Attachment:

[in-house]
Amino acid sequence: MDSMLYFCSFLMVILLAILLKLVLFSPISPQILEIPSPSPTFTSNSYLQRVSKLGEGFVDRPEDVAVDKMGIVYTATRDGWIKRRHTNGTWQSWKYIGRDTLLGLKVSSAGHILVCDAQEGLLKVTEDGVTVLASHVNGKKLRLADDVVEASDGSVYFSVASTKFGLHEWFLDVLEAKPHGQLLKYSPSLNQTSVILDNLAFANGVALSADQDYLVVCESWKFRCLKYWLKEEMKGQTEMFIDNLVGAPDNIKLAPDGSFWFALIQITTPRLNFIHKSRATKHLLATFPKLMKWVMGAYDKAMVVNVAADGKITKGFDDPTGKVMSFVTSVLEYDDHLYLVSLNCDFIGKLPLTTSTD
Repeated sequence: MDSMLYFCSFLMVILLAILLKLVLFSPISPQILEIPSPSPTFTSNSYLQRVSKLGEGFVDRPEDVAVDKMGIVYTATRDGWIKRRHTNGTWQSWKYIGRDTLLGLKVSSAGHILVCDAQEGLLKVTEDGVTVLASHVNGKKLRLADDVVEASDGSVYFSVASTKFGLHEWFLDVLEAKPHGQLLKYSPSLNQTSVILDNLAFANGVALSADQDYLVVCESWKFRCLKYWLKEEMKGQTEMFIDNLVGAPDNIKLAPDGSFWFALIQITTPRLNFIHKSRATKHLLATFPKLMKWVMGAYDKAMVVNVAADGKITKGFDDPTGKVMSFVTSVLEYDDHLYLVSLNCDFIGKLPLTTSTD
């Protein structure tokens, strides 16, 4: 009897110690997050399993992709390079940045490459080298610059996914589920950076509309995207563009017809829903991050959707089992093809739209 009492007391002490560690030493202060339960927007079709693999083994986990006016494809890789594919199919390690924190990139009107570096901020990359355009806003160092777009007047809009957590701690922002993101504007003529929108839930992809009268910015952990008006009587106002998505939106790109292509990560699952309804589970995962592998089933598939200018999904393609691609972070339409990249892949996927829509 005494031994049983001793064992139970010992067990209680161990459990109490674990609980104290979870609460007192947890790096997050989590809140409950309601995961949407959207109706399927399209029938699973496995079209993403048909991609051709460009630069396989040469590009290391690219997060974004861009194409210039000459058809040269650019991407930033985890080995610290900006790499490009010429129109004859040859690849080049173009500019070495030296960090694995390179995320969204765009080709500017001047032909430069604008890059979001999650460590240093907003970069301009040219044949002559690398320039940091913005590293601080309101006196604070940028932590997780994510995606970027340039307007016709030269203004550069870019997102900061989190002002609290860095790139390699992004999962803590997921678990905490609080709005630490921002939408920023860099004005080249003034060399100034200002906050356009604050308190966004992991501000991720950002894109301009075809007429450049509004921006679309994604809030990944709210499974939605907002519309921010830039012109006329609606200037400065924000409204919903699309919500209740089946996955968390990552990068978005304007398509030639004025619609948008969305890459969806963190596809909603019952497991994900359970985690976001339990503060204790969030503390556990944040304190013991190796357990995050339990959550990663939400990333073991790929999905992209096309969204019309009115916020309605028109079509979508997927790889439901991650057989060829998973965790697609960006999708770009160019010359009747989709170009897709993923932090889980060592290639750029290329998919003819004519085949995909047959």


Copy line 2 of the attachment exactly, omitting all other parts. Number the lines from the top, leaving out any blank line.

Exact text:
Amino acid sequence: MDSMLYFCSFLMVILLAILLKLVLFSPISPQILEIPSPSPTFTSNSYLQRVSKLGEGFVDRPEDVAVDKMGIVYTATRDGWIKRRHTNGTWQSWKYIGRDTLLGLKVSSAGHILVCDAQEGLLKVTEDGVTVLASHVNGKKLRLADDVVEASDGSVYFSVASTKFGLHEWFLDVLEAKPHGQLLKYSPSLNQTSVILDNLAFANGVALSADQDYLVVCESWKFRCLKYWLKEEMKGQTEMFIDNLVGAPDNIKLAPDGSFWFALIQITTPRLNFIHKSRATKHLLATFPKLMKWVMGAYDKAMVVNVAADGKITKGFDDPTGKVMSFVTSVLEYDDHLYLVSLNCDFIGKLPLTTSTD